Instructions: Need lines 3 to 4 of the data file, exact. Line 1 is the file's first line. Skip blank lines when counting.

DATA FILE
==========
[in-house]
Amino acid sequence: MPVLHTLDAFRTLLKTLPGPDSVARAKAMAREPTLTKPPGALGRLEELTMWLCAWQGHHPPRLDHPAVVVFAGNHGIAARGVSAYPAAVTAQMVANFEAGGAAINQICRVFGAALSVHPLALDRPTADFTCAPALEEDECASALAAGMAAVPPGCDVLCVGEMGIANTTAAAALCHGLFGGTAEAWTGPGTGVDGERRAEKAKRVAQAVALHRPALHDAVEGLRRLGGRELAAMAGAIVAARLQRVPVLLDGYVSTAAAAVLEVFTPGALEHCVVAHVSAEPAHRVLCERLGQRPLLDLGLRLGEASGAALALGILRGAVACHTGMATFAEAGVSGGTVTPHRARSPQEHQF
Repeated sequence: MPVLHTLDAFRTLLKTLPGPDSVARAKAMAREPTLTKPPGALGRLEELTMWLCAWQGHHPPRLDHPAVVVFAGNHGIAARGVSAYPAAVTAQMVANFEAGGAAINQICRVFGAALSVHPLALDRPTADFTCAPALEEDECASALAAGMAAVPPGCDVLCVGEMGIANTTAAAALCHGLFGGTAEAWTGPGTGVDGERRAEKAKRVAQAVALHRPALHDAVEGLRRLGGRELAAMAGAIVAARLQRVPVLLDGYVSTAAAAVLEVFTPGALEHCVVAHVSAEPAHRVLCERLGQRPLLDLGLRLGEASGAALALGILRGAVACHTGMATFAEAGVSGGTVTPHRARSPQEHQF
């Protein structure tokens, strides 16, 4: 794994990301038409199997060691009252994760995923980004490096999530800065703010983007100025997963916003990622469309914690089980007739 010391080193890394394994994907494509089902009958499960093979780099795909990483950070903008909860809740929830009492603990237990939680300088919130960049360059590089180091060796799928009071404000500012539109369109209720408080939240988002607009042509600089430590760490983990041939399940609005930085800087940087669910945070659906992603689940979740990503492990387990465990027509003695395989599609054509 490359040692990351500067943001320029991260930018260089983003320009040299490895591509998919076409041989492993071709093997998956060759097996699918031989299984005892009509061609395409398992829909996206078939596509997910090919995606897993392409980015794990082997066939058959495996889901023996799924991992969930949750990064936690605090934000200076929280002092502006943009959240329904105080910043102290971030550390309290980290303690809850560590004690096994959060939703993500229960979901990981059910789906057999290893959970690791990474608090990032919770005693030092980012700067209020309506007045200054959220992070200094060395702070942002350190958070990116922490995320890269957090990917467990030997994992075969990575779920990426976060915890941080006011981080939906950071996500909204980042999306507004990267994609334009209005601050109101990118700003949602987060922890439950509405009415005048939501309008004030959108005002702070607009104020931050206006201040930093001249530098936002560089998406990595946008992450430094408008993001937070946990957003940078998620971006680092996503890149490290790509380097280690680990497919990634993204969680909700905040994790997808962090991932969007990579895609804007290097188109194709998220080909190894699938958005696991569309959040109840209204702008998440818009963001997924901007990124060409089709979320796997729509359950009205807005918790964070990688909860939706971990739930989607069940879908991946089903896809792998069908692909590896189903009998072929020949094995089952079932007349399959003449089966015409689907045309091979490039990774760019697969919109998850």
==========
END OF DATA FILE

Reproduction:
Repeated sequence: MPVLHTLDAFRTLLKTLPGPDSVARAKAMAREPTLTKPPGALGRLEELTMWLCAWQGHHPPRLDHPAVVVFAGNHGIAARGVSAYPAAVTAQMVANFEAGGAAINQICRVFGAALSVHPLALDRPTADFTCAPALEEDECASALAAGMAAVPPGCDVLCVGEMGIANTTAAAALCHGLFGGTAEAWTGPGTGVDGERRAEKAKRVAQAVALHRPALHDAVEGLRRLGGRELAAMAGAIVAARLQRVPVLLDGYVSTAAAAVLEVFTPGALEHCVVAHVSAEPAHRVLCERLGQRPLLDLGLRLGEASGAALALGILRGAVACHTGMATFAEAGVSGGTVTPHRARSPQEHQF
């Protein structure tokens, strides 16, 4: 794994990301038409199997060691009252994760995923980004490096999530800065703010983007100025997963916003990622469309914690089980007739 010391080193890394394994994907494509089902009958499960093979780099795909990483950070903008909860809740929830009492603990237990939680300088919130960049360059590089180091060796799928009071404000500012539109369109209720408080939240988002607009042509600089430590760490983990041939399940609005930085800087940087669910945070659906992603689940979740990503492990387990465990027509003695395989599609054509 490359040692990351500067943001320029991260930018260089983003320009040299490895591509998919076409041989492993071709093997998956060759097996699918031989299984005892009509061609395409398992829909996206078939596509997910090919995606897993392409980015794990082997066939058959495996889901023996799924991992969930949750990064936690605090934000200076929280002092502006943009959240329904105080910043102290971030550390309290980290303690809850560590004690096994959060939703993500229960979901990981059910789906057999290893959970690791990474608090990032919770005693030092980012700067209020309506007045200054959220992070200094060395702070942002350190958070990116922490995320890269957090990917467990030997994992075969990575779920990426976060915890941080006011981080939906950071996500909204980042999306507004990267994609334009209005601050109101990118700003949602987060922890439950509405009415005048939501309008004030959108005002702070607009104020931050206006201040930093001249530098936002560089998406990595946008992450430094408008993001937070946990957003940078998620971006680092996503890149490290790509380097280690680990497919990634993204969680909700905040994790997808962090991932969007990579895609804007290097188109194709998220080909190894699938958005696991569309959040109840209204702008998440818009963001997924901007990124060409089709979320796997729509359950009205807005918790964070990688909860939706971990739930989607069940879908991946089903896809792998069908692909590896189903009998072929020949094995089952079932007349399959003449089966015409689907045309091979490039990774760019697969919109998850």